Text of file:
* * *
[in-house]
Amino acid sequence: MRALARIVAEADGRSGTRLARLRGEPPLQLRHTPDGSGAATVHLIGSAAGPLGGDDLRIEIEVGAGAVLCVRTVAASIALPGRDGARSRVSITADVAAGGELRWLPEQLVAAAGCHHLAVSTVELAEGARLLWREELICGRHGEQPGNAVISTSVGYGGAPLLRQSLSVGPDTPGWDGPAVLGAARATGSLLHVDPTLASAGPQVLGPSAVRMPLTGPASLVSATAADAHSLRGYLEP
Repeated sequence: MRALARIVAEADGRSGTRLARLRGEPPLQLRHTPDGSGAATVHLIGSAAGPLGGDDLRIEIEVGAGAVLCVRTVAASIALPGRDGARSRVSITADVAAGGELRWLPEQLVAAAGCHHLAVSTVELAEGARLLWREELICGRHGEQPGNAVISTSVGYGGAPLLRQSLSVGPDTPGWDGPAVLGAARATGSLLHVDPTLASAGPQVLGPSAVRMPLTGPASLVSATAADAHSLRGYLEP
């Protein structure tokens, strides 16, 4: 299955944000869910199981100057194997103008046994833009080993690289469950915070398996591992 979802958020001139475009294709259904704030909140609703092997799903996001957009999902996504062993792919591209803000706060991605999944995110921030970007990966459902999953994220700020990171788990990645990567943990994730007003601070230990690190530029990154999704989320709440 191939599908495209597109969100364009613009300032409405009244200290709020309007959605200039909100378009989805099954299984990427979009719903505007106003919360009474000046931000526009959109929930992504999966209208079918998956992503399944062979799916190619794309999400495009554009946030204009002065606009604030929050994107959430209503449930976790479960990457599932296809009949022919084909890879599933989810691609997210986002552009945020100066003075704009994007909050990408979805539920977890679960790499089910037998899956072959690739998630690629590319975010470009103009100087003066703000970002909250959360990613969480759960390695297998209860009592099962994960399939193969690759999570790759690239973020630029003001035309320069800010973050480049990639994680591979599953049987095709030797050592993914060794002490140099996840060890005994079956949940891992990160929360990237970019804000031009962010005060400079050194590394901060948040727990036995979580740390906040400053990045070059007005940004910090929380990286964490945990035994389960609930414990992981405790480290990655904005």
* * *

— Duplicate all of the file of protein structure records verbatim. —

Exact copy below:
[in-house]
Amino acid sequence: MRALARIVAEADGRSGTRLARLRGEPPLQLRHTPDGSGAATVHLIGSAAGPLGGDDLRIEIEVGAGAVLCVRTVAASIALPGRDGARSRVSITADVAAGGELRWLPEQLVAAAGCHHLAVSTVELAEGARLLWREELICGRHGEQPGNAVISTSVGYGGAPLLRQSLSVGPDTPGWDGPAVLGAARATGSLLHVDPTLASAGPQVLGPSAVRMPLTGPASLVSATAADAHSLRGYLEP
Repeated sequence: MRALARIVAEADGRSGTRLARLRGEPPLQLRHTPDGSGAATVHLIGSAAGPLGGDDLRIEIEVGAGAVLCVRTVAASIALPGRDGARSRVSITADVAAGGELRWLPEQLVAAAGCHHLAVSTVELAEGARLLWREELICGRHGEQPGNAVISTSVGYGGAPLLRQSLSVGPDTPGWDGPAVLGAARATGSLLHVDPTLASAGPQVLGPSAVRMPLTGPASLVSATAADAHSLRGYLEP
């Protein structure tokens, strides 16, 4: 299955944000869910199981100057194997103008046994833009080993690289469950915070398996591992 979802958020001139475009294709259904704030909140609703092997799903996001957009999902996504062993792919591209803000706060991605999944995110921030970007990966459902999953994220700020990171788990990645990567943990994730007003601070230990690190530029990154999704989320709440 191939599908495209597109969100364009613009300032409405009244200290709020309007959605200039909100378009989805099954299984990427979009719903505007106003919360009474000046931000526009959109929930992504999966209208079918998956992503399944062979799916190619794309999400495009554009946030204009002065606009604030929050994107959430209503449930976790479960990457599932296809009949022919084909890879599933989810691609997210986002552009945020100066003075704009994007909050990408979805539920977890679960790499089910037998899956072959690739998630690629590319975010470009103009100087003066703000970002909250959360990613969480759960390695297998209860009592099962994960399939193969690759999570790759690239973020630029003001035309320069800010973050480049990639994680591979599953049987095709030797050592993914060794002490140099996840060890005994079956949940891992990160929360990237970019804000031009962010005060400079050194590394901060948040727990036995979580740390906040400053990045070059007005940004910090929380990286964490945990035994389960609930414990992981405790480290990655904005």